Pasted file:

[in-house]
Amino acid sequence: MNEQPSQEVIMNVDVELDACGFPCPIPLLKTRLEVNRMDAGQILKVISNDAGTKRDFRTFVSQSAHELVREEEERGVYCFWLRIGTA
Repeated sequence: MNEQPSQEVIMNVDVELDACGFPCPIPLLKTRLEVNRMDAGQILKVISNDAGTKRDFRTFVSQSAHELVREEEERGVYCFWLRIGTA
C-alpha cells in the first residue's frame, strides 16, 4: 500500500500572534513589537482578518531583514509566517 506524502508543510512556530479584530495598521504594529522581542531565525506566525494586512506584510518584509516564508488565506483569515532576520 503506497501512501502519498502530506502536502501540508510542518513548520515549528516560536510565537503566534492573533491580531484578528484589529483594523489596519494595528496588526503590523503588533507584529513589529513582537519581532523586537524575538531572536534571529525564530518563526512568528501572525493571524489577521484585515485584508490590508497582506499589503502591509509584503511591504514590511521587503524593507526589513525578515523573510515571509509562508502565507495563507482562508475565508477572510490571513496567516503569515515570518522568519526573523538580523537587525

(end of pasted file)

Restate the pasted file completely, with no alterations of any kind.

[in-house]
Amino acid sequence: MNEQPSQEVIMNVDVELDACGFPCPIPLLKTRLEVNRMDAGQILKVISNDAGTKRDFRTFVSQSAHELVREEEERGVYCFWLRIGTA
Repeated sequence: MNEQPSQEVIMNVDVELDACGFPCPIPLLKTRLEVNRMDAGQILKVISNDAGTKRDFRTFVSQSAHELVREEEERGVYCFWLRIGTA
C-alpha cells in the first residue's frame, strides 16, 4: 500500500500572534513589537482578518531583514509566517 506524502508543510512556530479584530495598521504594529522581542531565525506566525494586512506584510518584509516564508488565506483569515532576520 503506497501512501502519498502530506502536502501540508510542518513548520515549528516560536510565537503566534492573533491580531484578528484589529483594523489596519494595528496588526503590523503588533507584529513589529513582537519581532523586537524575538531572536534571529525564530518563526512568528501572525493571524489577521484585515485584508490590508497582506499589503502591509509584503511591504514590511521587503524593507526589513525578515523573510515571509509562508502565507495563507482562508475565508477572510490571513496567516503569515515570518522568519526573523538580523537587525